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What is Wild?

I believe in magic. Not the song. The magic of Nature–a serendipity that suddenly transcends all time. Anyone who has spent time outside knows this. You step down to a quiet stream when out of nowhere you see a wolf just a few dozen steps away. Your eyes meet each other for a brief moment and then the wolf vanishes into the forest. Yet the magic of that encounter is embedded in your brain forever. Or a rare sighting of a marten descending from a tree. He studies you while you have lunch. Those were just two of my own magical nature moments on a trail. Or the time I watched a badger and her three kits wander from hole to hole.



These sightings weren’t in Yellowstone, but in what is called The Greater Yellowstone where I live. My little cabin sits adjacent to the eastern national forest that abuts Yellowstone which many consider “backcountry”.



Call it dumb luck that I moved here 14 years ago, coinciding with a wildlife sweet spot taking place in the ecosystem. Thirty-three wolves had been reintroduced into Yellowstone 10 years previously. By the time I bought my cabin, my valley had its own wolf pack. Even though Wildlife Services was constantly pounding them in summer when cows arrived on the forest allotments, they still weren’t hunted and their natural curiosity wasn’t yet stomped out. That meant lots of encounters, on the trails and the dirt roads.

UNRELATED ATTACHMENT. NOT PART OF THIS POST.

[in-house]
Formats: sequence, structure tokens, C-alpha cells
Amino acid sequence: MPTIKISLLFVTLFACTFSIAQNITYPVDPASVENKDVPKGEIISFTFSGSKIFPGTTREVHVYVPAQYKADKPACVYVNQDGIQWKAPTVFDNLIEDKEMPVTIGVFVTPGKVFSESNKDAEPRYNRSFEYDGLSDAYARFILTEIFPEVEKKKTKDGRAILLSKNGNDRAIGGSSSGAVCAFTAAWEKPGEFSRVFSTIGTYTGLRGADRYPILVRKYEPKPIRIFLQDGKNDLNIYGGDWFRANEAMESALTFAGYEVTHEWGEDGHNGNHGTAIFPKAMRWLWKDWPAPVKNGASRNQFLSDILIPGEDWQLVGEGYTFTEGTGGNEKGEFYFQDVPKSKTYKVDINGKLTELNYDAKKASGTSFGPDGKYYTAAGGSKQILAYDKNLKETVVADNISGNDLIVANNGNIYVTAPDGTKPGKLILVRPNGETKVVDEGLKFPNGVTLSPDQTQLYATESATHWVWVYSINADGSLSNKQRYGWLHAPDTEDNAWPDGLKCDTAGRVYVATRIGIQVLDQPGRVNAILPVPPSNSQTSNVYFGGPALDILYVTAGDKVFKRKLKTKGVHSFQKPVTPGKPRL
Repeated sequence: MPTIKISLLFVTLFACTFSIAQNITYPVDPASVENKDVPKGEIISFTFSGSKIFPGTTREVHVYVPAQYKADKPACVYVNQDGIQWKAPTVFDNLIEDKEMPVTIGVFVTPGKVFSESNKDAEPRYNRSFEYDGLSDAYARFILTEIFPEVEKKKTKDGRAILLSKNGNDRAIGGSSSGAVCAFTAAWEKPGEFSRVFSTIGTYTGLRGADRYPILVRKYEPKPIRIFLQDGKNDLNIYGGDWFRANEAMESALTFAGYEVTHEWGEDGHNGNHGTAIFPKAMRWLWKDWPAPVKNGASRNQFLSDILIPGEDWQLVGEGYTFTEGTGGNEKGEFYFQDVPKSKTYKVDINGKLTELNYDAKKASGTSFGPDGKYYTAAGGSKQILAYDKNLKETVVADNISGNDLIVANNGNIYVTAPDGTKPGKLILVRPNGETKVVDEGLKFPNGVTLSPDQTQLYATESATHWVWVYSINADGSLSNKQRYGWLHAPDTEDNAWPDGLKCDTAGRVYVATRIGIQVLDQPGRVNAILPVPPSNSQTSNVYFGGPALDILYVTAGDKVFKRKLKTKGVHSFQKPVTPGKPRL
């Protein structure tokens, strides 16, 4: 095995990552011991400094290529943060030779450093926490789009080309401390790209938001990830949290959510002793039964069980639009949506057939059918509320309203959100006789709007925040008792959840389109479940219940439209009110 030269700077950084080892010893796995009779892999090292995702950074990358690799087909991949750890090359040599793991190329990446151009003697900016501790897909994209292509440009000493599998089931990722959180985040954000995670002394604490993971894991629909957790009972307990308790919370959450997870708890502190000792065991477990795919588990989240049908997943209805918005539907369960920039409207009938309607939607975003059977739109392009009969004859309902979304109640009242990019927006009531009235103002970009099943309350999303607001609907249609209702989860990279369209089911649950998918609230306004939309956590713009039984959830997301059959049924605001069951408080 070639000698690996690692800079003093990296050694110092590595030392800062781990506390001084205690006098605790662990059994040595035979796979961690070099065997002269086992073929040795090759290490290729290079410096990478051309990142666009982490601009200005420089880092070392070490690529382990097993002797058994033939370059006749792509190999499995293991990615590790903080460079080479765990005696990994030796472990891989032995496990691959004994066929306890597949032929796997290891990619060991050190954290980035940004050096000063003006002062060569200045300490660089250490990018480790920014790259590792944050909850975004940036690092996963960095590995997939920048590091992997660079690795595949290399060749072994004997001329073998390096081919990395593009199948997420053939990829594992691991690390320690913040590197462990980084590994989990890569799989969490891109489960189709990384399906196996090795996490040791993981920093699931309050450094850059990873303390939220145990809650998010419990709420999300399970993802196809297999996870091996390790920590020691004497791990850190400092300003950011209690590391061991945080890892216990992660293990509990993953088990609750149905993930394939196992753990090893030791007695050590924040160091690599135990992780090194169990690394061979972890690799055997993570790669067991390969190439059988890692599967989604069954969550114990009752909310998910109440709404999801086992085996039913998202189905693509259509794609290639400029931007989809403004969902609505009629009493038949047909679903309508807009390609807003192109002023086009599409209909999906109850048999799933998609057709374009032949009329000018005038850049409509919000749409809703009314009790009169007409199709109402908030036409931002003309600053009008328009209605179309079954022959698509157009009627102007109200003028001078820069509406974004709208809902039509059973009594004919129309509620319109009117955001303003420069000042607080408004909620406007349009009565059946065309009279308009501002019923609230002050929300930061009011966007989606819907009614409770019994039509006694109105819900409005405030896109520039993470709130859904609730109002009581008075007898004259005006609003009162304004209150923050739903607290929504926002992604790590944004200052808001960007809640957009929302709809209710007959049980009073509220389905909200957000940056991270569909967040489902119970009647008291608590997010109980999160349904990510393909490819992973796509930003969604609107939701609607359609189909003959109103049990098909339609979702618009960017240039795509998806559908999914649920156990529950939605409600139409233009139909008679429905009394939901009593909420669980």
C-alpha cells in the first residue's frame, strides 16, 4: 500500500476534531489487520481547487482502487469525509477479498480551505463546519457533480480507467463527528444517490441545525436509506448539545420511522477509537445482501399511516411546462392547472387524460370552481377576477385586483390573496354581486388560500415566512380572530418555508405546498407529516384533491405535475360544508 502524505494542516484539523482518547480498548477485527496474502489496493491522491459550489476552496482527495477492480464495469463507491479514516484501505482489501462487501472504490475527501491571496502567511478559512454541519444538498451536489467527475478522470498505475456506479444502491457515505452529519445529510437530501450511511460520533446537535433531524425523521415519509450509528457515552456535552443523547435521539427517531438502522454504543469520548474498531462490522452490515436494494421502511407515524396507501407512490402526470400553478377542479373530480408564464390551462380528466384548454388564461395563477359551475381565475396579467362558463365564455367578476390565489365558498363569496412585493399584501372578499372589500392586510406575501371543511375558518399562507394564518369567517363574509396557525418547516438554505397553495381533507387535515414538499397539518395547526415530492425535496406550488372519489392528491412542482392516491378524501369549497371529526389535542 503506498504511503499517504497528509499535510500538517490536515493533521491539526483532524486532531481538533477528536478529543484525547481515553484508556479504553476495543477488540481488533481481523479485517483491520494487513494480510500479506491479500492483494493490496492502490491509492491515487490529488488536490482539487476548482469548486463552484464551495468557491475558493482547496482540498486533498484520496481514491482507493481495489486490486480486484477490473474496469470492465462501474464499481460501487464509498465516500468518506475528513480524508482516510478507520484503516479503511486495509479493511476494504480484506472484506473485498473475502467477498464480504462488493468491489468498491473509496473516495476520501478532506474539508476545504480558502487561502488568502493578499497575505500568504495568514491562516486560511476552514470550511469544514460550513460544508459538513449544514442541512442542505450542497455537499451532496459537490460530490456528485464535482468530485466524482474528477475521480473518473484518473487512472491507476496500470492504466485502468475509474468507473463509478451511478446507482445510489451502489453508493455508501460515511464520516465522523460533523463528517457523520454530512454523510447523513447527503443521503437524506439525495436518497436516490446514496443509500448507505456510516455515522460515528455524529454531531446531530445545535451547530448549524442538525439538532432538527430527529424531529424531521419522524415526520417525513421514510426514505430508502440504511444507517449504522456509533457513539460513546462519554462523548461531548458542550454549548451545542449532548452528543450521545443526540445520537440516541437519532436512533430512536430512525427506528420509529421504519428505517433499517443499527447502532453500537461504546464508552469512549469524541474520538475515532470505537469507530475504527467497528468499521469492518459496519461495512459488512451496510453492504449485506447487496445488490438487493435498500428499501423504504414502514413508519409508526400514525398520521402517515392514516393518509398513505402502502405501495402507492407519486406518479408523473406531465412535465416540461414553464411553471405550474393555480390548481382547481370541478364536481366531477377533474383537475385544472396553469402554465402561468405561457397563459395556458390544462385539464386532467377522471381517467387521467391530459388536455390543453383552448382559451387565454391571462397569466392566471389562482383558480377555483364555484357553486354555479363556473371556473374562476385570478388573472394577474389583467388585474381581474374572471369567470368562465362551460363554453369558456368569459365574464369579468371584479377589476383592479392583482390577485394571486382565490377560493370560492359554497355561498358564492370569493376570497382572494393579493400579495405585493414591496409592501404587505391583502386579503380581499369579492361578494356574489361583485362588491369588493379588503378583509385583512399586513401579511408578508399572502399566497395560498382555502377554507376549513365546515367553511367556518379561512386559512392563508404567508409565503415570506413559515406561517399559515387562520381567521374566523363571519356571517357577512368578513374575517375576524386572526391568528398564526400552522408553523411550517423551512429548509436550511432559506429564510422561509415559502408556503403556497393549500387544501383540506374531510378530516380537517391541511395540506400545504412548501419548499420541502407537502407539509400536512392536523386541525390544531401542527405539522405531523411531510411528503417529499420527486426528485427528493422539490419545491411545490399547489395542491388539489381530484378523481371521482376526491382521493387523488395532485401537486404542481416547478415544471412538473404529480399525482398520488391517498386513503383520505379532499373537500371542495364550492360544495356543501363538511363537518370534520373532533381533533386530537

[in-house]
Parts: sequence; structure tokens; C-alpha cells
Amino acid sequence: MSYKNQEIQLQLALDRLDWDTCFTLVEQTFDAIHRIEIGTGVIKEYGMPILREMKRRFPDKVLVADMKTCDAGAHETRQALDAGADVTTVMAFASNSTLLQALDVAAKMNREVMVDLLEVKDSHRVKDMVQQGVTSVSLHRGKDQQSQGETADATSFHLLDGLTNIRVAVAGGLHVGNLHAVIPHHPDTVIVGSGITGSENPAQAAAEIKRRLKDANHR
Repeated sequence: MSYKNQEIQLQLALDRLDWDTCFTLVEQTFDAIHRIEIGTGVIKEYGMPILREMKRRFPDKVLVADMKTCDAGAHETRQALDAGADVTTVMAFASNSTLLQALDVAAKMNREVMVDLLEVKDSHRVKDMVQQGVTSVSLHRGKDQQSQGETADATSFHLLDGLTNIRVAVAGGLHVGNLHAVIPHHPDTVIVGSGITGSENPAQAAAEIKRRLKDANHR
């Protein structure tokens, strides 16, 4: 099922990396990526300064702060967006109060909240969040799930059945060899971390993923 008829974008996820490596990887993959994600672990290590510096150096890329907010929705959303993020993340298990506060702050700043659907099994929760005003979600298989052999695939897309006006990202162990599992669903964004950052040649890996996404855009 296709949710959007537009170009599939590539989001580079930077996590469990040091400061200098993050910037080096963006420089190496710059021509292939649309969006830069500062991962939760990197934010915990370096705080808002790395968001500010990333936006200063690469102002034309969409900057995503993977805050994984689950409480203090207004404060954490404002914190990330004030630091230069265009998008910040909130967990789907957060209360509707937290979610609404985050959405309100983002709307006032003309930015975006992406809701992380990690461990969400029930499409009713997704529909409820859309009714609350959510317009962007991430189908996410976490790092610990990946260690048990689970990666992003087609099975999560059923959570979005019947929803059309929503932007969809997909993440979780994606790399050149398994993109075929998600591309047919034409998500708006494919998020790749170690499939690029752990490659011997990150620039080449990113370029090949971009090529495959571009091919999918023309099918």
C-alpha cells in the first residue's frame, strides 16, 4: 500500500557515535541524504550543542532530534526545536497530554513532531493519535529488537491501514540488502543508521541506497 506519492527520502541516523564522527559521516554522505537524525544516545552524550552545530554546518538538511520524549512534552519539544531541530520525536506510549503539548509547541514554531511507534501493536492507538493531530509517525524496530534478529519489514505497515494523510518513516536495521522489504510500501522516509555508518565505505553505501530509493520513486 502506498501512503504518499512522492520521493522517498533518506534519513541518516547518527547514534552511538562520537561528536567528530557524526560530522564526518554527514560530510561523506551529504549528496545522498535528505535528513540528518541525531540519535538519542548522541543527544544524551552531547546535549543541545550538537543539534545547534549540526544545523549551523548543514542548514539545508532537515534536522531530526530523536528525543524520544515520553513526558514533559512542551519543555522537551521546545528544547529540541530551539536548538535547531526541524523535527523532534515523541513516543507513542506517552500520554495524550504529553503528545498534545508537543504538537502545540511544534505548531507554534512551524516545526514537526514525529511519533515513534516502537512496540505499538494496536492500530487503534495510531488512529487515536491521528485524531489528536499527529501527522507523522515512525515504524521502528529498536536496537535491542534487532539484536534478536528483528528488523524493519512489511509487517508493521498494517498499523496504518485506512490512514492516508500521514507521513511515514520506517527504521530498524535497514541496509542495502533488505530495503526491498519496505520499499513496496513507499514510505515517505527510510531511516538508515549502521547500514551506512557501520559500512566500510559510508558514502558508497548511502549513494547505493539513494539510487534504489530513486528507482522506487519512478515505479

Alpha male whose mate was killed in the first hunt in 2012 in my valley

With few ATVs in the area in the early 2000s, (they were still a new amusement), grizzly bears, who especially loathe vehicular interference, easily lived alongside our few residents. They mostly came through at night, avoiding homes and locals who camped in the forest on weekends.

Grizzly cub

Grizzly walks next to my house in summer 2011

I frequently saw wildlife and came to know their corridors which is where I’d place my trail cameras. Like humans, animals have routines. Living close to wildlife one gets to know some of them.

Yet slowly, or quite fast, things have changed. My “backcountry” has become “front country”.  And I blame a perfect storm of human interference–a disturbance in the force, a blitzkrieg of meddling that quenches magic. Maybe if it had only been one thing, for instance, more seasonal ATV use. But that has not been the case. To name just a few new items accelerating rapidly since 2012:

  1. Antler shed hunting Jan.-May. Dog chews and Chinese aphrodisiac claims bring hunters big bucks.
  2. Forest Service summer thinning projects and winter logging projects.
  3. Internet access has advertised the area with increased weekend use.
  4. Wolf hunts have a new extended season that now includes September. Then January wolf collaring. Weekly spring flyovers to den sites
  5. Grizzly bear collaring and drop-offs of problem bears
  6. Increased cougar hunting and increased quotas
  7. Trapping has skyrocketed due to worldwide increase in pelt prices
  8. A major stream restoration project using heavy equipment
  9. Wildlife Services baiting coyotes, using helicopters to shoot them, and going into their dens on foot.